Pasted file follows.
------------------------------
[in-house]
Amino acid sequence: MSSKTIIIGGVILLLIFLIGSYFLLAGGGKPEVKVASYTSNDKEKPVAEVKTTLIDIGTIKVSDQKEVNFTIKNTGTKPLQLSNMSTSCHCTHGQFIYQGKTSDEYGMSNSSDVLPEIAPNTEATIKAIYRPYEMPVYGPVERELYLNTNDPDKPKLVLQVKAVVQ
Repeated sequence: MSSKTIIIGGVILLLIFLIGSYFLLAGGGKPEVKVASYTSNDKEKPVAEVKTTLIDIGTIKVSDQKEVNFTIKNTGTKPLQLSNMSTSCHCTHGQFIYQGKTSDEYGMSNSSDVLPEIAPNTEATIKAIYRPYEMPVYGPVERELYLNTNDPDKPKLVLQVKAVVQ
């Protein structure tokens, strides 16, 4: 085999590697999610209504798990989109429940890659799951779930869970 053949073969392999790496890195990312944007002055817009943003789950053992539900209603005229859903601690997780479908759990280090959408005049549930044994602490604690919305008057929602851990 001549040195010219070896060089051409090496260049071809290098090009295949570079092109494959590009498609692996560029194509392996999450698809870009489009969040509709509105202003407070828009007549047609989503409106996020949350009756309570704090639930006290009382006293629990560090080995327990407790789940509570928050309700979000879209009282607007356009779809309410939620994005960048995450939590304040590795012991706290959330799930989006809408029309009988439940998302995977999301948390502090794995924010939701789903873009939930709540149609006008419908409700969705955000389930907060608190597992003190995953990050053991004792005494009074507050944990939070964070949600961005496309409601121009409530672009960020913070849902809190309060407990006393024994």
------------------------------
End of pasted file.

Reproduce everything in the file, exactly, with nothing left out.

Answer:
[in-house]
Amino acid sequence: MSSKTIIIGGVILLLIFLIGSYFLLAGGGKPEVKVASYTSNDKEKPVAEVKTTLIDIGTIKVSDQKEVNFTIKNTGTKPLQLSNMSTSCHCTHGQFIYQGKTSDEYGMSNSSDVLPEIAPNTEATIKAIYRPYEMPVYGPVERELYLNTNDPDKPKLVLQVKAVVQ
Repeated sequence: MSSKTIIIGGVILLLIFLIGSYFLLAGGGKPEVKVASYTSNDKEKPVAEVKTTLIDIGTIKVSDQKEVNFTIKNTGTKPLQLSNMSTSCHCTHGQFIYQGKTSDEYGMSNSSDVLPEIAPNTEATIKAIYRPYEMPVYGPVERELYLNTNDPDKPKLVLQVKAVVQ
């Protein structure tokens, strides 16, 4: 085999590697999610209504798990989109429940890659799951779930869970 053949073969392999790496890195990312944007002055817009943003789950053992539900209603005229859903601690997780479908759990280090959408005049549930044994602490604690919305008057929602851990 001549040195010219070896060089051409090496260049071809290098090009295949570079092109494959590009498609692996560029194509392996999450698809870009489009969040509709509105202003407070828009007549047609989503409106996020949350009756309570704090639930006290009382006293629990560090080995327990407790789940509570928050309700979000879209009282607007356009779809309410939620994005960048995450939590304040590795012991706290959330799930989006809408029309009988439940998302995977999301948390502090794995924010939701789903873009939930709540149609006008419908409700969705955000389930907060608190597992003190995953990050053991004792005494009074507050944990939070964070949600961005496309409601121009409530672009960020913070849902809190309060407990006393024994």